Ms Brenda Tan let her son out of her sight – and in a few seconds he was nowhere to be found near their Hougang home.
It took a nail-biting three hours or so before she received a call and learnt the boy, who has autism, had been found – at Changi Airport.
Last Friday, Ms Tan was about to leave her home at 7.30am with her son Calder Kam, 12, to wait for the school bus to take him to St Andrew’s Autism School.
He stepped out of their flat, but she went to get a book for him to read in case the bus was late. When she returned, he was not there.
She went to the void deck, then checked each of the 18 floors in her block. She contacted a woman on the school bus, but learnt he had not boarded it.
She left her contact with a fruit stall vendor, a porridge stall owner and a neighbour. She also related her situation through a Facebook post which was shared more than 1,000 times. Her husband lodged a police report.
Ms Tan, a 42-year-old writer, told The Straits Times yesterday: “My son was lost twice before. Once, he wandered off when I was buying groceries at Hougang Green mall. Another time, he ran down the stairs and across the corridor to another part of the block.”
Each time, she had prayed, and “somehow walked towards the right direction until I saw him”.
But the latest incident was different. “This is the first time he took public transport to somewhere so far that we couldn’t find him ourselves,” said Ms Tan, who also has a nine-year-old daughter.
Ms Tan believes Calder walked to a nearby bus stop, then took service 27. The ride to the airport takes about an hour, so he could have been there for at least two hours before auxiliary police found him in the arrival area at Terminal One, she said. They found Ms Tan’s name card – which has the line “This belongs to my son Calder who has autism” written on the back – in his bag and called her at around 11am.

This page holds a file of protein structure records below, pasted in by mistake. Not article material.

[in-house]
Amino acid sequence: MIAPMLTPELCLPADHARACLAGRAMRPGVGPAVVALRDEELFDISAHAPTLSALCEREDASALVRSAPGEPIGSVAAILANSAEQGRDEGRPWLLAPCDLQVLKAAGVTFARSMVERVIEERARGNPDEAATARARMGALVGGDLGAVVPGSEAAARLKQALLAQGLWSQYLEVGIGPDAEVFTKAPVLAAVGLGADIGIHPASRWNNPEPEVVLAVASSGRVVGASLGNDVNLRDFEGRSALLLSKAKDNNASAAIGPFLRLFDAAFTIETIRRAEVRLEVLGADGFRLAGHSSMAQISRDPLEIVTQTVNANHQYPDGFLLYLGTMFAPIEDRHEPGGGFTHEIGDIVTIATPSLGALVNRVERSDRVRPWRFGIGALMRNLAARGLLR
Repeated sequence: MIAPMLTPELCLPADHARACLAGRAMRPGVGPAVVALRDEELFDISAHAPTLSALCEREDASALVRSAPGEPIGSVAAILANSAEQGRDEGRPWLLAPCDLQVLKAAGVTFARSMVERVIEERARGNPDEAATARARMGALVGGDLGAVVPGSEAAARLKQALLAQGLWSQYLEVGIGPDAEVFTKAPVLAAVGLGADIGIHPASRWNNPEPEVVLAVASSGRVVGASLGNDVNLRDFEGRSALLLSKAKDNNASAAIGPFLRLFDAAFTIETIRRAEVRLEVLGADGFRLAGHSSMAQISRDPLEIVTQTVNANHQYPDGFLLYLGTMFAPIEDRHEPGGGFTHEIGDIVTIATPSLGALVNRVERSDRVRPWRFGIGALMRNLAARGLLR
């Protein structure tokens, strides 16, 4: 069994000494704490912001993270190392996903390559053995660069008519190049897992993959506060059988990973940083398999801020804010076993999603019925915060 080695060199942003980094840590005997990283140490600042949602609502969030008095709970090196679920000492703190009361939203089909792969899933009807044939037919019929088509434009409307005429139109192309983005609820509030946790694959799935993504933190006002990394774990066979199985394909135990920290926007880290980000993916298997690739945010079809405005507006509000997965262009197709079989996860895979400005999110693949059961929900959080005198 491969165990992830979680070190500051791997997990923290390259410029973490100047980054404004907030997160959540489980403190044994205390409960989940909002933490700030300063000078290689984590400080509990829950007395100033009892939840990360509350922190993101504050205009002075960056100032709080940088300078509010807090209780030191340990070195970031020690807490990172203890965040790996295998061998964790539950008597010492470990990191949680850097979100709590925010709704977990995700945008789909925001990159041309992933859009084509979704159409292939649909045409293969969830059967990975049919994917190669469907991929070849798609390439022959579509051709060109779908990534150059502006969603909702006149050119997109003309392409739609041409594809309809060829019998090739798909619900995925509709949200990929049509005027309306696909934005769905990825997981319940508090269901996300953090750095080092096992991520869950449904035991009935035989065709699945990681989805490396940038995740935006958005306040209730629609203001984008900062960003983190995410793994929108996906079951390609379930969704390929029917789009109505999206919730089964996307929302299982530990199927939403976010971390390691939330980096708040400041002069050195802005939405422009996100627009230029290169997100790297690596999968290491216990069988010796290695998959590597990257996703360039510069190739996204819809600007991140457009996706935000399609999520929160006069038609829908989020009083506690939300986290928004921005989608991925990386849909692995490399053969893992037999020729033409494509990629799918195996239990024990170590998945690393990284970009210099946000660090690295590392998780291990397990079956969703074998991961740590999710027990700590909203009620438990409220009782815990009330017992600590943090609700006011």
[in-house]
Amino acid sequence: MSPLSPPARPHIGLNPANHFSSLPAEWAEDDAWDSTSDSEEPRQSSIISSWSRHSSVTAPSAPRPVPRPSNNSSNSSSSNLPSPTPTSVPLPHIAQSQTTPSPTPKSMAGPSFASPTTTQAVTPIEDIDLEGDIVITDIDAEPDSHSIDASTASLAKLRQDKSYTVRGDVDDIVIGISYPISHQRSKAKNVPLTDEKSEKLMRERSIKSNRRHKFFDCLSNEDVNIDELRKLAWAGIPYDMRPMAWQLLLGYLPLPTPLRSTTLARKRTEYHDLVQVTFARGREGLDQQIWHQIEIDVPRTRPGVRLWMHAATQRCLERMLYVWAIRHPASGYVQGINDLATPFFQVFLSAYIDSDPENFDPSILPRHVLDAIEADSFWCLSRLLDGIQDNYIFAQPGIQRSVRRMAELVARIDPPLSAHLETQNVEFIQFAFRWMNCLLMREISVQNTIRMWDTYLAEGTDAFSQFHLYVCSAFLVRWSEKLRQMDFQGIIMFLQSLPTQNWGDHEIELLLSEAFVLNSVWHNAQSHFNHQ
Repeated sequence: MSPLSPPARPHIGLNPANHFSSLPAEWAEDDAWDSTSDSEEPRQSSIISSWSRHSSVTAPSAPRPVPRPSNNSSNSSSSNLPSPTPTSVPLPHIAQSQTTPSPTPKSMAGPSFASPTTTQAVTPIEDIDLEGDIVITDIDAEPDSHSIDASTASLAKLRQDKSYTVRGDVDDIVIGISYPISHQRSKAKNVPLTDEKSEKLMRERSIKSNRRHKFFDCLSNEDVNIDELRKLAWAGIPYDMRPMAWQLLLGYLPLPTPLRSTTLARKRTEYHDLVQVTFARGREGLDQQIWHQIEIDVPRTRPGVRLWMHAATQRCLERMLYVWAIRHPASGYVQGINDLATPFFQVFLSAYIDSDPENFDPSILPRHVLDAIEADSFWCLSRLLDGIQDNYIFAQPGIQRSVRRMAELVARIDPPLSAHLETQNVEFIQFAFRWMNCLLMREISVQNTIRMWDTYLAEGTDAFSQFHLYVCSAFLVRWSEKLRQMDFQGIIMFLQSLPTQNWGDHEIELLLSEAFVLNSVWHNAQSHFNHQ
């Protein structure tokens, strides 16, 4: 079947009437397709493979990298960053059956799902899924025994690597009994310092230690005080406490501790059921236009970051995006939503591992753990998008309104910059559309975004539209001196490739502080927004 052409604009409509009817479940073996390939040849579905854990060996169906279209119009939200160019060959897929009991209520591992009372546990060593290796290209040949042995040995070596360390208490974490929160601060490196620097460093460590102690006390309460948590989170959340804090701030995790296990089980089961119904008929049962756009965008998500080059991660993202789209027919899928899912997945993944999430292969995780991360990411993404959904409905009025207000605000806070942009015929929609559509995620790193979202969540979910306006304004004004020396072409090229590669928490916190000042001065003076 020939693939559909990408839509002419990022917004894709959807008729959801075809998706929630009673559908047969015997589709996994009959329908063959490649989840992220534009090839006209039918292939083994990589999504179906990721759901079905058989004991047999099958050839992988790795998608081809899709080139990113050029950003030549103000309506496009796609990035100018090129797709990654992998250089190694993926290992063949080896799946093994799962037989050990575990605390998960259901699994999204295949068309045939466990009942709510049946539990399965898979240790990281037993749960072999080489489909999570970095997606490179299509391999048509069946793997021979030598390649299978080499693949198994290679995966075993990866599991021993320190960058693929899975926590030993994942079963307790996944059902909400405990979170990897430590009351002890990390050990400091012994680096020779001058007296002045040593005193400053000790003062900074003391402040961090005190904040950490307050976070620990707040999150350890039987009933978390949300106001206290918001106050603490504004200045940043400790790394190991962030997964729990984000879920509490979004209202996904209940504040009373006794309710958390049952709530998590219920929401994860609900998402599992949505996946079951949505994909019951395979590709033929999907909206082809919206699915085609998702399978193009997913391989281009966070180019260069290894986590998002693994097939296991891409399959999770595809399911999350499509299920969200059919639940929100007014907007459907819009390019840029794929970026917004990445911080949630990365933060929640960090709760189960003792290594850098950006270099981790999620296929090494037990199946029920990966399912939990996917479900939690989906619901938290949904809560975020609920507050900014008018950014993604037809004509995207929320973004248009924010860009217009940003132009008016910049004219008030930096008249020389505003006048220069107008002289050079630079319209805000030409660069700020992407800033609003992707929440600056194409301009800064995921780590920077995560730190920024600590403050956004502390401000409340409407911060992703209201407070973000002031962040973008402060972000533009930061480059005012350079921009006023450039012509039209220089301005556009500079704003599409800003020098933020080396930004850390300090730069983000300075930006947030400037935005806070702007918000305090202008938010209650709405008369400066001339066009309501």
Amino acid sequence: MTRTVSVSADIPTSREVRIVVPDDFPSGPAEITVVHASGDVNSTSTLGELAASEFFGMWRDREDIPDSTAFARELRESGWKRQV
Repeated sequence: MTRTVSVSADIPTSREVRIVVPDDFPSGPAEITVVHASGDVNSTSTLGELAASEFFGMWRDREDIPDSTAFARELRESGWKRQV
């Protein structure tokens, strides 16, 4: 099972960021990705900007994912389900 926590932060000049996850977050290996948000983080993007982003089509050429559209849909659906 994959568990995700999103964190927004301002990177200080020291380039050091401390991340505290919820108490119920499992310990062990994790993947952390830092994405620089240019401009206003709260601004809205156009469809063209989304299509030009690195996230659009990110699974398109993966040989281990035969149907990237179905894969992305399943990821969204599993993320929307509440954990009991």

“The name card saves the day,” she wrote later, in a blog post.
But she is considering getting a tracking device, after some parents of special needs children suggested she do so. Such devices can be attached to an object which is located via a mobile app.
Ms Tan said it is not unusual for children with autism to get lost.
“Many cannot express themselves… so they just walk and walk while caregivers scout for them.
“It’s important for the public to help: When they come across these people who often cannot answer questions well, find contact particulars they (children with autism) may have with them and contact the caregivers.”